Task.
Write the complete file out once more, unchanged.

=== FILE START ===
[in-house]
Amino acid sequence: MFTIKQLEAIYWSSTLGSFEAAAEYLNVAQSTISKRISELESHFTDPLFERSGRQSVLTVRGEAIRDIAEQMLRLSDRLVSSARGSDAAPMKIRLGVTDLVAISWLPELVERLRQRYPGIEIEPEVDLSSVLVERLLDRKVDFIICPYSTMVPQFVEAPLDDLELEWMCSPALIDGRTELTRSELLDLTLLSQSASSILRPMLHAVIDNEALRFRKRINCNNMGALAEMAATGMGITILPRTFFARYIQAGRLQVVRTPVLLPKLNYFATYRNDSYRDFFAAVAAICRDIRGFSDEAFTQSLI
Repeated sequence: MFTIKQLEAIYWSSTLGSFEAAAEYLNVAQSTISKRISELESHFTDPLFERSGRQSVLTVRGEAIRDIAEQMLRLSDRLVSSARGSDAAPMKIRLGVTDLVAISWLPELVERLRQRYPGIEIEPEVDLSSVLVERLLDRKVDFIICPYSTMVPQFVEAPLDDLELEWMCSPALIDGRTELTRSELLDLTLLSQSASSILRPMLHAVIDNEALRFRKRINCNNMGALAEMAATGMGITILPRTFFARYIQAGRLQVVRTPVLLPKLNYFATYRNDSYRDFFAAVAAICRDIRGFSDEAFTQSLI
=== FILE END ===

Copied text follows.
[in-house]
Amino acid sequence: MFTIKQLEAIYWSSTLGSFEAAAEYLNVAQSTISKRISELESHFTDPLFERSGRQSVLTVRGEAIRDIAEQMLRLSDRLVSSARGSDAAPMKIRLGVTDLVAISWLPELVERLRQRYPGIEIEPEVDLSSVLVERLLDRKVDFIICPYSTMVPQFVEAPLDDLELEWMCSPALIDGRTELTRSELLDLTLLSQSASSILRPMLHAVIDNEALRFRKRINCNNMGALAEMAATGMGITILPRTFFARYIQAGRLQVVRTPVLLPKLNYFATYRNDSYRDFFAAVAAICRDIRGFSDEAFTQSLI
Repeated sequence: MFTIKQLEAIYWSSTLGSFEAAAEYLNVAQSTISKRISELESHFTDPLFERSGRQSVLTVRGEAIRDIAEQMLRLSDRLVSSARGSDAAPMKIRLGVTDLVAISWLPELVERLRQRYPGIEIEPEVDLSSVLVERLLDRKVDFIICPYSTMVPQFVEAPLDDLELEWMCSPALIDGRTELTRSELLDLTLLSQSASSILRPMLHAVIDNEALRFRKRINCNNMGALAEMAATGMGITILPRTFFARYIQAGRLQVVRTPVLLPKLNYFATYRNDSYRDFFAAVAAICRDIRGFSDEAFTQSLI